NatWest trials card recycling machines

Friday 3 February 2023 09:04 CET | News

UK-based NatWest has launched a trial of ‘reverse vending machines’ designed to collect unused plastic cards in a secure manner so that they can be recycled.


The announcement details that the machines have been introduced to target expired plastic and debit cards, which the bank estimates there are 65 million of ‘gathering dust’ in people’s wallets, purses, and drawers. Furthermore, NatWest calculated that due to a lack of recycling options for plastic payment, gift, and loyalty cards, more than 380 tonnes of plastic waste have been created since 2017 in the UK.

Sustainability and what the solution entails

The reverse vending machines have been installed at Victoria Place and Canary Wharf shopping centres, two additional units were delivered to Guys and St Thomas' Hospitals in partnership with the NHS, and the machines are free to be used, regardless of whether the user is a customer of NatWest.

After it is fed into a machine, each card is shredded so that customer details are wiped, and the resulting pieces are stored in a secure manner. After pickup, the plastic waste is transported to a recycling facility via an electric vehicle, where the first cards are set to be repurposed into hats and socks for London’s homeless.

Leveraging blockchain technology makes it possible to track what the plastic from each machine has been turned into and calculate the carbon and energy that was saved as a result. Furthermore, the machines are also set to accept both card readers and plastic bottles for recycling.

UK-based NatWest has launched a trial of ‘reverse vending machines’ designed to collect unused plastic cards in a secure manner so that they can be recycled.

As per information provided in the announcement, the pilot builds on NatWest’s introduction of environmentally friendly debit and credit cards, which are made of 86% recycled material and are expected to help save over 50 tonnes of PVC plastic a year.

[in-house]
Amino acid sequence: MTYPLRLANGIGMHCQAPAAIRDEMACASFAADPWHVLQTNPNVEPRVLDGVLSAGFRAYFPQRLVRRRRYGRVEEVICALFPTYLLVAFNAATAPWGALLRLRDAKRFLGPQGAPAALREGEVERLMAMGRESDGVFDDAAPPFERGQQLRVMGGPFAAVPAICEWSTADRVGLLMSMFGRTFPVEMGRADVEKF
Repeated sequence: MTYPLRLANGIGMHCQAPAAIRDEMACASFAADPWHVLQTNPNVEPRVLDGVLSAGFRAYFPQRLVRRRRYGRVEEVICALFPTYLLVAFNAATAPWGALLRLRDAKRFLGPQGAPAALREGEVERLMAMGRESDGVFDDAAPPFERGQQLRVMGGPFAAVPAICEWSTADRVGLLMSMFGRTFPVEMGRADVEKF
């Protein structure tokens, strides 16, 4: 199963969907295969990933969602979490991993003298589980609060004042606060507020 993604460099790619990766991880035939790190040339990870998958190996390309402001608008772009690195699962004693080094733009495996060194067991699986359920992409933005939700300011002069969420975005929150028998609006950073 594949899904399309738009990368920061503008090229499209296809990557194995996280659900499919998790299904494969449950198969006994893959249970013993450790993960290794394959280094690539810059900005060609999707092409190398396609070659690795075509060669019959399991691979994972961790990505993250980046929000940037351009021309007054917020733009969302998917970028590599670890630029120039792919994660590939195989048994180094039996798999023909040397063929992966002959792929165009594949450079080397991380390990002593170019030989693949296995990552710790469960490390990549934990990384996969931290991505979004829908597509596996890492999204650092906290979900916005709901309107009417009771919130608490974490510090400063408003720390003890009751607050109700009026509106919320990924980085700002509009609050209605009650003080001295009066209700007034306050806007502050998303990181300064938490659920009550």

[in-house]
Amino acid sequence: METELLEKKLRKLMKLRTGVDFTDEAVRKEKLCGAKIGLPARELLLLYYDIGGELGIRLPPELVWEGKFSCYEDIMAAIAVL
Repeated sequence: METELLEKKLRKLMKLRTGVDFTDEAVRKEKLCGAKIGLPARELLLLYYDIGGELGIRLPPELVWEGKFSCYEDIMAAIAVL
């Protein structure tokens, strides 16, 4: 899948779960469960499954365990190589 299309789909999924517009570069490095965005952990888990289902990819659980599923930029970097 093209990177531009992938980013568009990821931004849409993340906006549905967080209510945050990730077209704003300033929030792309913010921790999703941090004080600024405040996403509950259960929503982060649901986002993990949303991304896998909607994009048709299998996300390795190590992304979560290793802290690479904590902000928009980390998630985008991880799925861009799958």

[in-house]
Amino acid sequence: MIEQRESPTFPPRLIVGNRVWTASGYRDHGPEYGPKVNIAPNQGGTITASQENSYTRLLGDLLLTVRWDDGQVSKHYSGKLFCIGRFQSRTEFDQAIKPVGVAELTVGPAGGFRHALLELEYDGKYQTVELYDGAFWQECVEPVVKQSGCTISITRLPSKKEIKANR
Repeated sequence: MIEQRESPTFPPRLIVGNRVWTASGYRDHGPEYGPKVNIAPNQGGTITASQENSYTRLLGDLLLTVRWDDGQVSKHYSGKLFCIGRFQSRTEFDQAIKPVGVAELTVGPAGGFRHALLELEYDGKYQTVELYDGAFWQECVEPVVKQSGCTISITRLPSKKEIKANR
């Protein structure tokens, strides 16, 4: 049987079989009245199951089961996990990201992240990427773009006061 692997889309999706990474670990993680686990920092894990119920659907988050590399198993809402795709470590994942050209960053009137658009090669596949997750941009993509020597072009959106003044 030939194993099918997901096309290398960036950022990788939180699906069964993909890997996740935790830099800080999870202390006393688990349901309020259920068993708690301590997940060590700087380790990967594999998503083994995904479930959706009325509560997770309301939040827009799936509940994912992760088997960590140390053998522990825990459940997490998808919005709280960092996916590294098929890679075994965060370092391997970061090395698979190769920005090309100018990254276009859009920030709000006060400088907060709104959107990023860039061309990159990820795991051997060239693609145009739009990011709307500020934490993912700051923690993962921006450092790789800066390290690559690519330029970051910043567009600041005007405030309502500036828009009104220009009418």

Additionally, it comes of the back of research by NatWest, which discovered that 62% of consumers have unused payment, gift, and loyalty cards at home. What is more, over 6.6 million people have the wrong assumption that plastic cards can be recycles via traditional methods, and the confusion of whether the plastic cards are recyclable or not leads to the contamination of an approximate of 10.2 million batches of recycling.

Furthermore, two thirds of people also name security as being a major concern when binning their old cards, with the standard practice of having them cut up and scattering the pieces across multiple bins to avoid fraud oftentimes contaminating several batches of recycling at the same time.

NatWest officials hope the trial would help positively impact plastic pollution in the UK and reassure customers who are unsure of how to dispose of their used cards, with company officials stating that they urge local commuters, shoppers and passers-by from across London to look for their expired cards and contribute towards the changing of plastic pollution in the city.

As detailed in the announcement, the launch follows trials at NatWest's Edinburgh and London offices in 2022, which saw over 35,000 cards and 2,000 bottles recycled into more than 3,000 hats and pairs of socks, 400 of which were donated to homelessness charity Social Bite.

More: Link

Free Headlines in your E-mail

Every day we send out a free e-mail with the most important headlines of the last 24 hours.

Subscribe now

Keywords: product launch, sustainability , green finance, credit card, debit card, blockchain, payments , research, fraud prevention, banking
Categories: Payments & Commerce
Companies: NatWest
Countries: United Kingdom
This article is part of category

Payments & Commerce


Discover all the Company news on NatWest and other articles related to NatWest in The Paypers News, Reports, and insights on the payments and fintech industry: